Each year on Presidents’ Day, we examine the narrative of US presidential history. While important, it also seems worthy to expand the conversation to consider the various ways in which one can assume the office of a president, especially if that president is a woman.
Last fall, a Forbes article reported that the American Council on Education indicates that 23% of college presidents are women. While Americans know we have never had a woman President, how many of us know that half of the eight Ivy League universities are headed by a woman? Harvard is led by Drew Gilpin Faust, Princeton by Shirley Tilghman, the University of Pennsylvania by Amy Gutmann, and Brown by Ruth J. Simmons. How many of us look to these women as models of leadership for issues that are important to us, especially as educators?
Ruth J. Simmons was a major influence during my education at Smith thirteen years ago. I remember her inauguration at Smith clearly, as 2,800 Smith students celebrated her arrival as the college’s first African American woman president. During the course of that weekend, members of the African American intelligentsia came to celebrate their friend and colleague’s new leadership of a major women’s college. During the course of her inaugural weekend, I remember meeting Toni Morrison at a reception at Smith’s Museum of Art and watching Henry Louis Gates, Jr. and Cornel West debate issues of education, race, and culture at Smith’s John M. Greene Hall.
More importantly, I remember her leadership. During my years at Smith, I was a student government wonk. Ascending the leadership ladder, I was first a student senator and an honor board representative, then junior class president. During the fall of my first semester as junior class president in 1995, Simmons was entering her first year as President of the College. Because of my role, I was able to join college-wide and trustee level committees, such as the College’s Committee on Planning and Resources and a Campus Center Task Force that Simmons herself commissioned. As a member of these committees, I was able to watch and learn from Simmons as she ushered in a new era at Smith.
Through it all, I watched a leader of exceptional presence and vision. It was from Simmons that I learned how a leader should listen carefully and speak thoughtfully. It was from Simmons that I also learned the power of mentoring. I’ll never forget how I went to her office the spring of my senior year in 1997 feeling downtrodden that I had not been offered a teaching position at a public girls school. She immediately invited me to her office in College Hall and gave me advice about entering the field of education, and the ways in which it is sometimes fraught with disappointment but that one should persevere even through the challenges.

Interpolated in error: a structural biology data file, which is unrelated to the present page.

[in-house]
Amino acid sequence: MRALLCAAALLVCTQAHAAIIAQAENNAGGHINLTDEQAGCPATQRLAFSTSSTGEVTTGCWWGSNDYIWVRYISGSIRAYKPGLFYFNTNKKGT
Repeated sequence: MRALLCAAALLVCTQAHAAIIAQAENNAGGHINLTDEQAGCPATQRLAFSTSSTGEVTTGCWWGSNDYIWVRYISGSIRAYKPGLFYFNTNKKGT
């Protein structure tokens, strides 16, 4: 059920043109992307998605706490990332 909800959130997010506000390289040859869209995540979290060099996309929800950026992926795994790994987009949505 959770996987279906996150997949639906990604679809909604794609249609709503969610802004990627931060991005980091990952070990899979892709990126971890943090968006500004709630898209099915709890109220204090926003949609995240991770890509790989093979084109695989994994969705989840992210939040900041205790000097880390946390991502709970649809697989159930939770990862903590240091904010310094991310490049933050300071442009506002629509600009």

Simmons is now President of Brown University and has been since 2001; by taking the helm of Brown she became the first African American to lead an Ivy League university.
In 2003, Simmons established the University Steering Committee on Slavery and Justice to examine Brown’s connection to the slave trade, which led to the publication of two reports: one, the Report of the Brown University Steering Committee on Slavery and Justice and the Response to the Report of the Brown University Steering Committee on Slavery and Justice. In 2007, Simmons also delivered a lecture at St. John’s College at the University of Cambridge titled Hidden In Plain Sight: Slavery and Justice in Rhode Island.
During her tenure at Brown, Simmons has also helped expand financial aid and develop institutional diversity.
It came as no surprise then when I learned through reading an article from the Brown Daily Herald that BET (Black Entertainment Television) recently honored her accomplishments as a leader and educator. Here is a video of Simmons’ acceptance speech at the BET Honors awards ceremony, which was aired on February 1.
On education, her words are unforgettable: “I came to understand the value of education, not just to enable me to make a good living, but to enable me to make a worthwhile life.” Equally as powerful, her words on leading as a woman of color: “One can lead ably from difference.”
So perhaps celebrating Presidents’ Day should be about not only celebrating our presidential history but also about celebrating the leaders who have influenced us in some way: our mentors, our coaches, our teachers. Our women presidents.
This post can also be found on the teacher group blog Equality 101.